The researcher added, “So we have a person leading the scene who has a strong relationship with the ruling military regime, and he is assisted by persons in Sinai known for their strength and determination in armed confrontations, and who are fleeing in absentia judgments. The latter are known among Sinai residents as ‘the aggrieved.’ In my personal opinion, and through my readings of this information, we can say that there is an unannounced, implicit agreement between the military regime and these ‘aggrieved’ who have in absentia sentences. Under this agreement, the sentences will be lifted in exchange for them fighting Ansar Bayt al-Maqdis alongside the army. The mediator is the businessman from the Tarabin tribe who is leading the scene from Cairo.”

Is the Tarabin tribe able to defeat terrorism? In this regard, the researcher said, “The Tarabin are among the fiercest fighting tribes and have a history of wars. They are also one of the largest and most widespread tribes in Sinai. However, we cannot say that there is a war between this tribe and Ansar Bayt al-Maqdis, rather there are people from this tribe [fighting the group]. Yet if all unite, they could actually resolve the battle and uproot terrorism — and perhaps with ease.”

He said, “Yet, uniting everyone, and here I mean the tribes, is more difficult than [defeating] terrorism. The primary tribes that must be included in the confrontation are the Sawarka, the Armlet and the Tarabin. These are the tribes that have terrorists present in their areas. No single tribe can confront [the terrorists] alone, rather they must come together to manage control [of the regions]. If this were to happen, it would be very easy to get rid of terrorism. But how can one unify these tribes that have been divided by the state’s practices? The answer to this question is that it requires a true intent for reform from the state, to embrace the people of Sinai. I do not believe such intent exists at all, rather the state is creating more terrorism through its war on terrorism!”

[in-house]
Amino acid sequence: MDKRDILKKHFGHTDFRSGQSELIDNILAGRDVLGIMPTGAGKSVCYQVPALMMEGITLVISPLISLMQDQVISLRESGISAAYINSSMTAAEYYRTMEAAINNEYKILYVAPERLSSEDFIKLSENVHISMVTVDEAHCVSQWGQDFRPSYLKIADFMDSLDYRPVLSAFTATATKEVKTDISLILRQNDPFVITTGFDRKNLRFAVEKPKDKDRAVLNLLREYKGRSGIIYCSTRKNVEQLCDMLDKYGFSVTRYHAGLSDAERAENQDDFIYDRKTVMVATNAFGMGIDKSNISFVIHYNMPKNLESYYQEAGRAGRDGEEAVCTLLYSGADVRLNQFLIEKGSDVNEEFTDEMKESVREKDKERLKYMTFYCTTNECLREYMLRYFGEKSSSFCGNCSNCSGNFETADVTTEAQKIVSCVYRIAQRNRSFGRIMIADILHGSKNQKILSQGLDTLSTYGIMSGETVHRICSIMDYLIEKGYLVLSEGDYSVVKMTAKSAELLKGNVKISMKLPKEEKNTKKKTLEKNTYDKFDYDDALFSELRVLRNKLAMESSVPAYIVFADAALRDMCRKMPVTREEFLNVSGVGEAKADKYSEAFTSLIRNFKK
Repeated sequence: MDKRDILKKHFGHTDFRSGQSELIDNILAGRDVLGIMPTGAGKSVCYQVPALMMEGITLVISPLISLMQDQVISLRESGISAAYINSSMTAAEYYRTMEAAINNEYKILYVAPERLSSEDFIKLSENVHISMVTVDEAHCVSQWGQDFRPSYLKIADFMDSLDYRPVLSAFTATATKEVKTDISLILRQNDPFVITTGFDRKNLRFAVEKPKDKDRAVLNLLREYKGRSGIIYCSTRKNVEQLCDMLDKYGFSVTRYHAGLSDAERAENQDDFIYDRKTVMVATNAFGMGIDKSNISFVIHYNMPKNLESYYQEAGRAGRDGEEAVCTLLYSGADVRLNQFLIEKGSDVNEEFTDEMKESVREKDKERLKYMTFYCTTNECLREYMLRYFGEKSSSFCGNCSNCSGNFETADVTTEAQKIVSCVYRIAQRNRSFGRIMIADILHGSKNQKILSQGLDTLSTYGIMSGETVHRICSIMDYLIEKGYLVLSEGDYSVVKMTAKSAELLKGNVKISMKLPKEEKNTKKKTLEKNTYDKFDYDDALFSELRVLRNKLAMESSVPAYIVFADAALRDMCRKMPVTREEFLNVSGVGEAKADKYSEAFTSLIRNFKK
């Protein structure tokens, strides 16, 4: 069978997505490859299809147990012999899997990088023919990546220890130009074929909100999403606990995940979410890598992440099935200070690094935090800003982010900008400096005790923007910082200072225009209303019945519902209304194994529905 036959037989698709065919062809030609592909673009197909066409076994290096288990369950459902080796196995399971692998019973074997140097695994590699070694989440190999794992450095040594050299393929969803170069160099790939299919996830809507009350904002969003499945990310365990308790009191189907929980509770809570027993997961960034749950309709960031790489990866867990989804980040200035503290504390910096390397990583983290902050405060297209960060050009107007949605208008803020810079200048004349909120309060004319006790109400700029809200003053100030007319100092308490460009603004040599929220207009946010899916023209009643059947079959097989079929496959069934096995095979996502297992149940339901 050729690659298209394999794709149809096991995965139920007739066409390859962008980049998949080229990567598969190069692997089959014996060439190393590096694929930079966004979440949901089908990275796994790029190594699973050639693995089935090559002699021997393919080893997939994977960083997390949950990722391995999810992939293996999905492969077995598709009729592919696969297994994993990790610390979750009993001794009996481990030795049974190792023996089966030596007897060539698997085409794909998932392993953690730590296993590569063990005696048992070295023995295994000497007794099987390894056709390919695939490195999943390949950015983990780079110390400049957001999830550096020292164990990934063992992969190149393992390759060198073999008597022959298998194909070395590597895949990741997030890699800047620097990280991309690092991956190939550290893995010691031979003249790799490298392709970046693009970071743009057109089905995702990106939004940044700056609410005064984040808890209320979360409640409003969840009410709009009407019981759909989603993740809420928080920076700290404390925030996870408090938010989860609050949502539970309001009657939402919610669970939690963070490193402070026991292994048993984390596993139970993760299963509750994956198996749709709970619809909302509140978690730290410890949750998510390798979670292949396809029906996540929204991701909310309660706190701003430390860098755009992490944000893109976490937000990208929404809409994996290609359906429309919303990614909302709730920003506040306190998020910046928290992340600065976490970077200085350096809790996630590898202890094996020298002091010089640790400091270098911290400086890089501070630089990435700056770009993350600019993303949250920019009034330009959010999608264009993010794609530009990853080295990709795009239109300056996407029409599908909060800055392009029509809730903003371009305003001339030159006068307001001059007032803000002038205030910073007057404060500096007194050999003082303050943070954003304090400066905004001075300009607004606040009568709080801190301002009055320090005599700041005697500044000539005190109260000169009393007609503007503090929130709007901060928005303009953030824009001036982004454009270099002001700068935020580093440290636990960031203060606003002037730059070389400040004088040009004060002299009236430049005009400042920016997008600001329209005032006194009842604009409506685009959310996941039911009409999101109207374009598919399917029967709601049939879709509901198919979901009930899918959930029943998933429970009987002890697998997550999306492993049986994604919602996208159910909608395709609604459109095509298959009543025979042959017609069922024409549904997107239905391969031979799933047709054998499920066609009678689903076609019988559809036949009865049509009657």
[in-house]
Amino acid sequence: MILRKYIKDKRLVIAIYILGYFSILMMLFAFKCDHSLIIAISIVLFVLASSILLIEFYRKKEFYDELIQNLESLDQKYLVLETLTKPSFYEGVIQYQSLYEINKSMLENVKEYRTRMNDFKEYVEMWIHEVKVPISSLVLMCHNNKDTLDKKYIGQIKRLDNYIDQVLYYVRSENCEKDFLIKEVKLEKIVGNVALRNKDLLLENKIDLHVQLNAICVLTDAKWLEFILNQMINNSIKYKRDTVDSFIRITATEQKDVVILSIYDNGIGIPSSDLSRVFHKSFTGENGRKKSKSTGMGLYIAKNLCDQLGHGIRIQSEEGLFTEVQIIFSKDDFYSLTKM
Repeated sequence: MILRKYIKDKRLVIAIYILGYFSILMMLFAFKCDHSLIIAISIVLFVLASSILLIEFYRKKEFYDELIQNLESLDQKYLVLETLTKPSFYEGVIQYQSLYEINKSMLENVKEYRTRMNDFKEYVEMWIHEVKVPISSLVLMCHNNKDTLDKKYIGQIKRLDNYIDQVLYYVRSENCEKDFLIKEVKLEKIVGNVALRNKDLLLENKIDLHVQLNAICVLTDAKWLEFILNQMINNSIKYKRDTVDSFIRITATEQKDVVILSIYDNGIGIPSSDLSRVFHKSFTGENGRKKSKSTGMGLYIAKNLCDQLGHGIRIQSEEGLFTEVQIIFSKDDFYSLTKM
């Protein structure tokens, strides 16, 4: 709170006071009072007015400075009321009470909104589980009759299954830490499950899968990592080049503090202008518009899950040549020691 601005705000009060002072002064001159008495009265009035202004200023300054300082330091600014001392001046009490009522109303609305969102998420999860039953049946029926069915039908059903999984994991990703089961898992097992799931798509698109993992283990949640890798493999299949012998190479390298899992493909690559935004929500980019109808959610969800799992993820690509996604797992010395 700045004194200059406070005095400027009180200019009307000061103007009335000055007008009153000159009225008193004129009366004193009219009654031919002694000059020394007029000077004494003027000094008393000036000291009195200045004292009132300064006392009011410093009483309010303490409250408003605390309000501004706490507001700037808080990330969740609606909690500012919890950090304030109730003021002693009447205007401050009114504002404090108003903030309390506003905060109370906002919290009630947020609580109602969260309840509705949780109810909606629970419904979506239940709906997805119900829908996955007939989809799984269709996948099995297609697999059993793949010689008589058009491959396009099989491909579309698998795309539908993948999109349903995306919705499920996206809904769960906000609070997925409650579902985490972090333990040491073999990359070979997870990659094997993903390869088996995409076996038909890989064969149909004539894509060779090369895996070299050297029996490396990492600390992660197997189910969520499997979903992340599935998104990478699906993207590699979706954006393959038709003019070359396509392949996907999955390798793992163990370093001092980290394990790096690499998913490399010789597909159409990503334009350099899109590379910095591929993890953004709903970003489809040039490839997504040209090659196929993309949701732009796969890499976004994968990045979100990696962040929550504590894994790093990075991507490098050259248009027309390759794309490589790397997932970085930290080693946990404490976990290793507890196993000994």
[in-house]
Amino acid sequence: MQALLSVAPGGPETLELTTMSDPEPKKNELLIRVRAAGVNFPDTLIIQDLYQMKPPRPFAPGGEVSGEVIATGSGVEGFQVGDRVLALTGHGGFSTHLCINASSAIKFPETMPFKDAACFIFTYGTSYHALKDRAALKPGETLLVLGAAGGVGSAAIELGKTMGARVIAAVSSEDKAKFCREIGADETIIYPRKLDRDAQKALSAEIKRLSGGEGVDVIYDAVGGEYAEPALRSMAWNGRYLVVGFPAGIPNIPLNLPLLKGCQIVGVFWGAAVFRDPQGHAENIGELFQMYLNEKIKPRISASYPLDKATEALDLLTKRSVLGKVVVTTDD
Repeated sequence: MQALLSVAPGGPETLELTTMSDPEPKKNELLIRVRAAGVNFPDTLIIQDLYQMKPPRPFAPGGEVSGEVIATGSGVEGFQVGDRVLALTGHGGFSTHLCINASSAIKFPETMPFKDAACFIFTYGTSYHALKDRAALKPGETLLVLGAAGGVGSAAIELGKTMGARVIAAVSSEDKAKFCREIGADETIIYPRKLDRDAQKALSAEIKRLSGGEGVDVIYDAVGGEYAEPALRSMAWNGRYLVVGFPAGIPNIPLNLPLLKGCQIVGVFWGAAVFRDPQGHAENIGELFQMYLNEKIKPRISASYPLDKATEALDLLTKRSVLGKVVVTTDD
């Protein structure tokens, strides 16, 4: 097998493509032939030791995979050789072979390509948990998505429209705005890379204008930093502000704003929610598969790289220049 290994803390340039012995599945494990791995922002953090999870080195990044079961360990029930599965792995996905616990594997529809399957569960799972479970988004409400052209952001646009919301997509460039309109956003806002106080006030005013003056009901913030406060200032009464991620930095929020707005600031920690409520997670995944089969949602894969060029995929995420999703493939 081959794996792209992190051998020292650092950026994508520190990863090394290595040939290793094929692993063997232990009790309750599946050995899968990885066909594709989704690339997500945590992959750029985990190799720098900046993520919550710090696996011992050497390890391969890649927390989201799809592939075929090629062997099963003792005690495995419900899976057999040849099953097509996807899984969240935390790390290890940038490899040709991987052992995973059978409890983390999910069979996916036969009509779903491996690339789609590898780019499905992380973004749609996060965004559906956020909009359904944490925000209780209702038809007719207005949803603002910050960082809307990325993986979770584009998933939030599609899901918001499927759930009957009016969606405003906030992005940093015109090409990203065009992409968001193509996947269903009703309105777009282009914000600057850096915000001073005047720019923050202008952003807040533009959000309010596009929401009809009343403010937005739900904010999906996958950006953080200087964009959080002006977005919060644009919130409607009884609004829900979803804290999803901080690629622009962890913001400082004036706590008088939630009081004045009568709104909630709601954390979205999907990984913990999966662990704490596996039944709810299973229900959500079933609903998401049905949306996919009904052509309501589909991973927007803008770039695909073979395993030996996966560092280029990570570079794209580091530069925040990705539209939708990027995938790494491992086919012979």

Regarding the future of the tribal conflict with terrorism and possible scenarios, the researcher stated, "The possibility of the tribes uniting at the present moment is very unlikely, for purely ethnic reasons. It is impossible, for example, for the Sawarka tribe to obey instructions from a person from the Tarabin tribe, which heads the media conflict against terrorism. Second, Ansar Bayt al-Maqdis will work in the coming period to assassinate those calling for a confrontation, with the aim of terrifying and dividing citizens out of fear of the masked enemy who slaughters them on the roads. This happened previously when a number of elders from the Sawarka tribe and other tribes who called for confronting Ansar Bayt al-Maqdis were assassinated. This resulted in residents backing away from confrontations, or at least taking fear into account when declaring their public rejection of terrorism.”